Buzzing through Canada's Maritime Provinces: Unveiling wild bee community dynamics amidst habitat changes and blooming landscapes

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University of New Brunswick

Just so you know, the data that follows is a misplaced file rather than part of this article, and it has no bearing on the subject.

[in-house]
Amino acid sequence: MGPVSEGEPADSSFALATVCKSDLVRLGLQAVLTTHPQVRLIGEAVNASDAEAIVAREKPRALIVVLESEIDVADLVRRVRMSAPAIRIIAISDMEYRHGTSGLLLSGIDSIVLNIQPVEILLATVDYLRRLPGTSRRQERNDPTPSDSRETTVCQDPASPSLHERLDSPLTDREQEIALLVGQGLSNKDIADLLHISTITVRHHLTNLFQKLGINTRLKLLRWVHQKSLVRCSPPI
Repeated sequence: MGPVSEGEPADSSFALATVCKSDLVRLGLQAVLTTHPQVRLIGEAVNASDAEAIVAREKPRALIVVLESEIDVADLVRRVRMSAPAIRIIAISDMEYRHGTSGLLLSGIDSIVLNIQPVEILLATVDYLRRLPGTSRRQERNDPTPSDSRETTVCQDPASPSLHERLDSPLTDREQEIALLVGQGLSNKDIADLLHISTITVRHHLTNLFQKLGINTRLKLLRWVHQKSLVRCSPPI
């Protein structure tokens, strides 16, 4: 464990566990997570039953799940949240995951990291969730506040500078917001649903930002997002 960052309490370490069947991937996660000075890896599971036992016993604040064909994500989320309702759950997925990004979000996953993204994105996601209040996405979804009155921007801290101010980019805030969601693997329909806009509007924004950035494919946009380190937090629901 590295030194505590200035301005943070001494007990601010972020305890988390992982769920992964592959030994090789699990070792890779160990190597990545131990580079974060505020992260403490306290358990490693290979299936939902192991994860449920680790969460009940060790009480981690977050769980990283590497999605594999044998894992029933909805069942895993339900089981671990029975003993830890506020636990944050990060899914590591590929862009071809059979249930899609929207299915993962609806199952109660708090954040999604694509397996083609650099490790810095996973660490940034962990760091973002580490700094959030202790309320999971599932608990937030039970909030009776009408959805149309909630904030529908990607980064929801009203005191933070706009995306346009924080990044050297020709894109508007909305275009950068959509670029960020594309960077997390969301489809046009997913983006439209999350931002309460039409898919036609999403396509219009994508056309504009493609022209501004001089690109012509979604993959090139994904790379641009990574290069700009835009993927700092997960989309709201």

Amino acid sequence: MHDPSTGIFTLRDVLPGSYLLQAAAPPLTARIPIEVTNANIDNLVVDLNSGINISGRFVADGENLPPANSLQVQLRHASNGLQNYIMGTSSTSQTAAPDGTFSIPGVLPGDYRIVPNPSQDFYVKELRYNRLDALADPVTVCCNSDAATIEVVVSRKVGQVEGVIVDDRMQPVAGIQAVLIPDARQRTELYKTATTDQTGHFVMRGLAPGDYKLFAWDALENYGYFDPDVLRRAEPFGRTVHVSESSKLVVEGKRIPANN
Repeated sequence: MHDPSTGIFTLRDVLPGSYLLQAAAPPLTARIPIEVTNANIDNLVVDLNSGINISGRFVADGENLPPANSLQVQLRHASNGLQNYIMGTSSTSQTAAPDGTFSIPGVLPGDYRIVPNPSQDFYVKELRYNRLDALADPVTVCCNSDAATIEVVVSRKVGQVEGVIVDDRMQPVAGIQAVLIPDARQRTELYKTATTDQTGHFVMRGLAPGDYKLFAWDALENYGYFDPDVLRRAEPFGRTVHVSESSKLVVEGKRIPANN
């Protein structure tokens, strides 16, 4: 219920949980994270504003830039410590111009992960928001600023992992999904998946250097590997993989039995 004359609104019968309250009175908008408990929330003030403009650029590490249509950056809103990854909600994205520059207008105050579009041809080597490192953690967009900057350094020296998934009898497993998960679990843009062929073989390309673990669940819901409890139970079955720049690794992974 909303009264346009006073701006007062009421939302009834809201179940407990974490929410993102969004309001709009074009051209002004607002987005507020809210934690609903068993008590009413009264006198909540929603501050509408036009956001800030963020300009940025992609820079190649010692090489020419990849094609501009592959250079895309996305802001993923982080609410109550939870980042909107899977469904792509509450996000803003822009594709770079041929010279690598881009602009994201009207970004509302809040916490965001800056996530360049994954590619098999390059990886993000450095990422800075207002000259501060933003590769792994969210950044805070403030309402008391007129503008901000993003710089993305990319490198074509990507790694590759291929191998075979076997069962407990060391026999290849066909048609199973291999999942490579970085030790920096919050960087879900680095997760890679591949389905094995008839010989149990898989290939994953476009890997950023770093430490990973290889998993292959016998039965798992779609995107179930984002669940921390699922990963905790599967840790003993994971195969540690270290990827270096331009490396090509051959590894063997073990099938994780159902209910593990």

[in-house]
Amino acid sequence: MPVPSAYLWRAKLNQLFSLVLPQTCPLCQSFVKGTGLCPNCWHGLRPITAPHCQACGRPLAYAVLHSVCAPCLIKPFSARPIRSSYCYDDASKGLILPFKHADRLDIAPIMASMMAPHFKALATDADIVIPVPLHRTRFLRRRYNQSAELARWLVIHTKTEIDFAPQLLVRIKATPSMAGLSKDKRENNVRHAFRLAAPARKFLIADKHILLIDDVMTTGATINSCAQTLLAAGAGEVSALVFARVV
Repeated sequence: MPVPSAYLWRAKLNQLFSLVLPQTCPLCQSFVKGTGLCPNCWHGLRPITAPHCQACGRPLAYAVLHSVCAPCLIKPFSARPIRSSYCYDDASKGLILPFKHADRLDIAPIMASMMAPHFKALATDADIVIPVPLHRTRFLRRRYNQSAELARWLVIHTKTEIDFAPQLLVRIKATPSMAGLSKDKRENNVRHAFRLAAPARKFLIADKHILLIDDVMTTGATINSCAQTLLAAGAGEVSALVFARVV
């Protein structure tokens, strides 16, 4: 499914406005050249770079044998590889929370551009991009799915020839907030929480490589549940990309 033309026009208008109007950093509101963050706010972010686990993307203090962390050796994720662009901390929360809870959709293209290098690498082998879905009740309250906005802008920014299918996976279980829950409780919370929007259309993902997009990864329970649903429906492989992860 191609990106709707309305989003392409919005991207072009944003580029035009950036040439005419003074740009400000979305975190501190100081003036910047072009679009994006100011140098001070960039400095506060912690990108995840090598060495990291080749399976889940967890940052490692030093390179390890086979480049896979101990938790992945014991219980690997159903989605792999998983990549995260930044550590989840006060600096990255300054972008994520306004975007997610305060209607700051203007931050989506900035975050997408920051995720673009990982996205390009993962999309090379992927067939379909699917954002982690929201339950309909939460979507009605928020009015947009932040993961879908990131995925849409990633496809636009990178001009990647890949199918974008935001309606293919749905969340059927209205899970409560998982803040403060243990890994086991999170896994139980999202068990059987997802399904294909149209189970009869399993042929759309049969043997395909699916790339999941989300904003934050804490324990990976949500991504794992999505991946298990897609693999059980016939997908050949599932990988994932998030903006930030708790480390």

The decline of wild pollinators, particularly bees, poses a global threat to terrestrial ecosystems. While habitat loss and agricultural intensification are recognized culprits, the complex relationship between wild bee communities, floral resources, and varied habitats remains understudied. Focusing on the forest landscapes of the Maritime Provinces in Canada, we conducted surveys across 47 sites, encompassing forests, agriculture, and pastures. Contrary to previous findings in other regions, our results indicate higher wild bee species abundance and richness in agricultural and pasture habitats compared to uncleared forests. However, our results also suggested that the wild bee community composition across the three habitats was similar. Floral resources demonstrated habitat and seasonal dependencies, influencing wild bee communities differently among the habitats. Our findings underline the need for specialized conservation strategies, balancing agricultural productivity with biodiversity preservation, and highlight avenues for future research on wild bee populations and their complex interactions with diverse ecosystems.